For 6 years, BFC leveraged private and public funding to provide Neighborhood Place programs in Kona and Puna on the island of Hawaii; Waianae and Kalihi on the island of Oahu, and in Wailuku on the island of Maui. In 2008, the Hawaii State Department of Human Services (DHS) acknowledged the contribution of Blueprint for Change and other community-driven prevention programs in its annual report, stating, “The availability of community-based services to help families in crisis remain intact has helped to relieve some of the strain on a once overburdened CWS system, as indicated by the declining number of children in foster care.” In the same report, DHS noted that:
Strategies to frontload family strengthening and voluntary case management services and to provide families in crisis access to community-based early response alternatives appear to be working in terms of keeping families intact, keeping children safe, and engaging families through less restrictive/intrusive approaches.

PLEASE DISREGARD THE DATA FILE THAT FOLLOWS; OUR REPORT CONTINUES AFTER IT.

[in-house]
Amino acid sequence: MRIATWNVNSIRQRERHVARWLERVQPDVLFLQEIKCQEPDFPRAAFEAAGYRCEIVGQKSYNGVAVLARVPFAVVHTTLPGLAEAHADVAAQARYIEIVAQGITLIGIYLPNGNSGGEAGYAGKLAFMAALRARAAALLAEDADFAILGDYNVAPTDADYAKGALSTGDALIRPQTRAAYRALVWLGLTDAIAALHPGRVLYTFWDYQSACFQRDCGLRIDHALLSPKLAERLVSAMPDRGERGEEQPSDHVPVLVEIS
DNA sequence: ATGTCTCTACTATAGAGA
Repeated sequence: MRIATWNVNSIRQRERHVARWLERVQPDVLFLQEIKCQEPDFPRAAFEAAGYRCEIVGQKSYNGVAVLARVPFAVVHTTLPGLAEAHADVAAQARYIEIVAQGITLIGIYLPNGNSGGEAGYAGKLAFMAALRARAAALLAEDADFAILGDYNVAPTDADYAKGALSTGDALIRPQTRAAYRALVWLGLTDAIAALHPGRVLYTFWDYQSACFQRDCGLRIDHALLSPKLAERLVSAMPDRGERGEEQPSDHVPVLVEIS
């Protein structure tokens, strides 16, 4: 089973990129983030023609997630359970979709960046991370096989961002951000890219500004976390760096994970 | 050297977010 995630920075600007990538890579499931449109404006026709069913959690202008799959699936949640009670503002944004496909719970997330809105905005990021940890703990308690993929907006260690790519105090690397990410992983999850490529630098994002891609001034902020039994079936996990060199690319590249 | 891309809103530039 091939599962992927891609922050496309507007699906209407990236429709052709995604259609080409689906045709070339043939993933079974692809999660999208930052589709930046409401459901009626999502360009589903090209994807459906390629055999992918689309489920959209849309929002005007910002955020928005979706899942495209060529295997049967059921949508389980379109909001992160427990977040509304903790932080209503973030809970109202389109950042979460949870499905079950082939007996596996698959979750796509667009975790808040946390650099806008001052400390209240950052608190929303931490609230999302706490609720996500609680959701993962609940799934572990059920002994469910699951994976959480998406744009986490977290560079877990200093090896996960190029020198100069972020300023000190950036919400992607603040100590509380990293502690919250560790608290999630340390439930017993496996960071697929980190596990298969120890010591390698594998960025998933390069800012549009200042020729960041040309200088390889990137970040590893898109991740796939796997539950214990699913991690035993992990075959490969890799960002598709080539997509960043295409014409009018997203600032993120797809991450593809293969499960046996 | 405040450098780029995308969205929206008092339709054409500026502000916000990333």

In 2009, BFC was awarded funding to open Neighborhood Place programs in Waimanalo on the island of Oahu, and in Waimea and Kapa`a on the island of Kaua`i. Unfortunately, the financial crisis that occurred that year put these projects on hold, and in fact, placed the sustainability of the existing Neighborhood Places in severe jeopardy. Thankfully, because of the inherent value of our services, the State of Hawaii – Department of Health collaborated with the Department of Human Services to stabilize BFC funding, and allow the NP’s to weather the economic storm.In 2010, BFC secured a 5 year contract with the Department of Human Services to fund the existing Neighborhood Places. In 2011, the organization was able to pool together small pots of private funding to establish a satellite NP program in Waiamalo, and in 2013, we successfully worked with the Hawaii State Legislature to fulfill our promise to the residents of Kauai by obtaining funding that allowed us to open two sites on their island.